Cover image for The Negro leagues, 1869-1960
The Negro leagues, 1869-1960
Heaphy, Leslie A., 1964-
Personal Author:
Publication Information:
Jefferson, N.C. : McFarland & Co., [2003]

Physical Description:
viii, 375 pages : illustrations ; 27 cm
Background and origins -- Laying the foundations -- The first Negro national league -- The Negro leagues move east -- Not the stats, but life as a ball player off the field -- Negro league owners and management -- A new Negro national league -- Publicity and promotion -- Barnstorming -- The local scene -- South of the border -- Moving toward integration -- Opening the doors -- Demise of the Negro leagues -- Conclusion -- Appendix A, African American teams competing before 1920 -- Appendix B, African American players whose careers began before 1920 -- Appendix C, Negro league teams and opponents -- Appendix D, Negro league standings, 1920-1955 -- Appendix E, Latin American players in the Negro leagues -- Appendix F, Negro league players in Latin America.
Format :


Call Number
Material Type
Home Location
Item Holds
GV875.N35 H43 2003 Adult Non-Fiction Non-Fiction Area

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This complete history of the Negro Leagues begins with the latter part of the 19th century and the early attempts by African American players to play with white teammates, and progresses through the creation of the Gentleman's Agreement in the 1890s which kept baseball segregated. The establishment of the first successful Negro League in 1920 and various aspects of the game for the players (lodgings, travel, families, off-season jobs, play and life in Latin America, racism) next are discussed. The history ends in 1960, when the Birmingham Black Barons went out of business and took the Negro Leagues with them. Also included are stories of individual players, owners, umpires, and others involved with the Negro Leagues in the United States and in Latin America.

Author Notes

Leslie A. Heaphy is an assistant professor of history at Kent State University, Stark Campus, in Canton, Ohio.

Reviews 1

Choice Review

The Negro leagues emerged in response to the refusal of "organized baseball" to field African Americans. After struggling to subsist in the 1920s, black baseball made its mark on American society in the 1930s, featuring such superstars as Josh Gibson and Satchel Paige. During these years black teams won more than half the exhibition games they played against white teams. But the slow integration of major league baseball after WW II made the Negro leagues increasingly irrelevant, and by the early 1960s they had disappeared. Heaphy (history, Kent State Univ.) begins his story long before the formal founding of the Negro National League in 1920, and he provides rich detail on some of aspects of black baseball that distinguished it from white baseball: the enduring importance of barnstorming, the unenforceability of contracts, the shifting role of the press, and the place of black baseball in African American urban communities. But what makes this book a milestone in Negro league historiography is its bibliography: the more than 80 pages of references, organized topically (by player and subject), will serve as an indispensable starting place for the next generation of students. Summing Up: Essential. Libraries supporting African American studies or coursework that intersects with sports history or sociology; all levels. R. Browning Kenyon College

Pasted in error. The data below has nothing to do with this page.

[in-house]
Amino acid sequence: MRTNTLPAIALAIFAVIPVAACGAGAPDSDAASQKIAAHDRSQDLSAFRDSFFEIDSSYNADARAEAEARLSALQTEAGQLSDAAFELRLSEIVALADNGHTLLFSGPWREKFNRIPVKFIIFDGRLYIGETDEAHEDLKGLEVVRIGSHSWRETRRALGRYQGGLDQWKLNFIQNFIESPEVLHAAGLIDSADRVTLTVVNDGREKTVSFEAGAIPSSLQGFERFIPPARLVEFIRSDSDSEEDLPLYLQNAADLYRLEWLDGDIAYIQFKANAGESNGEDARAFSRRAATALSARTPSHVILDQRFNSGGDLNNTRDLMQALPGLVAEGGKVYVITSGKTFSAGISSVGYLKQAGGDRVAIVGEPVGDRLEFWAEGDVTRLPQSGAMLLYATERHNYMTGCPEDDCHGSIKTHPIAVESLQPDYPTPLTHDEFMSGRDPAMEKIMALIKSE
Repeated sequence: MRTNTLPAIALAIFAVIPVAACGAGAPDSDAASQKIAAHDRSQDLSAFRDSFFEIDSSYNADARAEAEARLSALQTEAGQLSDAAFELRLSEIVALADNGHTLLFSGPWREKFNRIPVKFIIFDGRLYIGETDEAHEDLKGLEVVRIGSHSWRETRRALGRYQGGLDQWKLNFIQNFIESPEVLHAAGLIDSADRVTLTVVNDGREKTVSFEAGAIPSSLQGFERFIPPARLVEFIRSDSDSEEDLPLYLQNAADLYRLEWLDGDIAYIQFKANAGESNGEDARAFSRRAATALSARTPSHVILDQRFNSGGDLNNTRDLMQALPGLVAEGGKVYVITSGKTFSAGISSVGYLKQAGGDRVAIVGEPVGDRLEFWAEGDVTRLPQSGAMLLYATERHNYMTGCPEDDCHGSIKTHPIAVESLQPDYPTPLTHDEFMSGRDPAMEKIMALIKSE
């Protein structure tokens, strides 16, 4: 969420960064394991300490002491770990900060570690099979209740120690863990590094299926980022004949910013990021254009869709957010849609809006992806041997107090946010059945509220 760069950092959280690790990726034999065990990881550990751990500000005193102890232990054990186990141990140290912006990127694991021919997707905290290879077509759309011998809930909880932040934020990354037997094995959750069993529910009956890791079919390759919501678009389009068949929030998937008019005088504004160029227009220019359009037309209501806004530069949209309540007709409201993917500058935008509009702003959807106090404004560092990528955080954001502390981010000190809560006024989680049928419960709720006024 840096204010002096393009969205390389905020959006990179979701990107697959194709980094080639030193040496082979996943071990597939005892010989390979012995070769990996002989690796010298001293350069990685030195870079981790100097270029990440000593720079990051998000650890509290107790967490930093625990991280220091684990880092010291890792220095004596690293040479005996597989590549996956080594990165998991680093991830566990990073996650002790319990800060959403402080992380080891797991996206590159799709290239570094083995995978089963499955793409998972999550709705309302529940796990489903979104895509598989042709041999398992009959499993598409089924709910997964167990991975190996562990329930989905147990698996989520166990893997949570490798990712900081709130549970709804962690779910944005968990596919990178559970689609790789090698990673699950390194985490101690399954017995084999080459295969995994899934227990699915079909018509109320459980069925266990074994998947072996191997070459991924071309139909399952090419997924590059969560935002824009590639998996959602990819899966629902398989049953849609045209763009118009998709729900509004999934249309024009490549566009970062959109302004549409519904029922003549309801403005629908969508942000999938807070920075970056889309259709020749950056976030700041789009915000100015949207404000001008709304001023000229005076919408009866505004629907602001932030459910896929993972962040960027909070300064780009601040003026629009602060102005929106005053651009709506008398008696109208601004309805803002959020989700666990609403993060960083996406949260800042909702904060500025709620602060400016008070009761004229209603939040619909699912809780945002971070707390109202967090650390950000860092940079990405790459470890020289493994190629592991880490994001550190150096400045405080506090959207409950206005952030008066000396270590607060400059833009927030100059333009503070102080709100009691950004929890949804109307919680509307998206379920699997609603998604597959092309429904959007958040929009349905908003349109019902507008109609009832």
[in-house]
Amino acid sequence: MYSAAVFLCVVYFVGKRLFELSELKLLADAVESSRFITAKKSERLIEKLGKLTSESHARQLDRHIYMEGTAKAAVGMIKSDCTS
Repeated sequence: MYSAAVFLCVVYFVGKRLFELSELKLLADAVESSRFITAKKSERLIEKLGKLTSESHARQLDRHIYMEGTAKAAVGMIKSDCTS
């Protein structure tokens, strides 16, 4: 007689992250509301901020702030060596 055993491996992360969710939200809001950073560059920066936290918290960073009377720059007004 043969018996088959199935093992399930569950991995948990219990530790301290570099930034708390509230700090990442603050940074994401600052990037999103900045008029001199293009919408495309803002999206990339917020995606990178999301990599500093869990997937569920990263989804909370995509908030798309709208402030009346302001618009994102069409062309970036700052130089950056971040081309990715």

Table of Contents

Prefacep. 1
Introductionp. 3
1. Background and Originsp. 9
2. Laying the Foundationp. 23
3. The First Negro National Leaguep. 36
4. The Negro Leagues Move Eastp. 56
5. Not the Stats, but Life as a Ball Player Off the Fieldp. 69
6. Negro League Owners and Managementp. 86
7. A New Negro National Leaguep. 101
8. Publicity and Promotionp. 123
9. Barnstormingp. 135
10. The Local Scenep. 154
11. South of the Borderp. 167
12. Moving toward Integrationp. 180
13. Opening the Doorsp. 198
14. Demise of the Negro Leaguesp. 211
15. Conclusionp. 225
Appendix A African American Teams Competing Before 1920p. 231
Appendix B African American Players Whose Careers Began Before 1920p. 233
Appendix C Negro League Teams and Opponentsp. 236
Appendix D Negro League Standings, 1920-1955p. 239
Appendix E Latin American Players in the Negro Leaguesp. 242
Appendix F Negro League Players in Latin Americap. 244
Notesp. 247
Bibliographic Essayp. 275
Bibliographyp. 283
Indexp. 365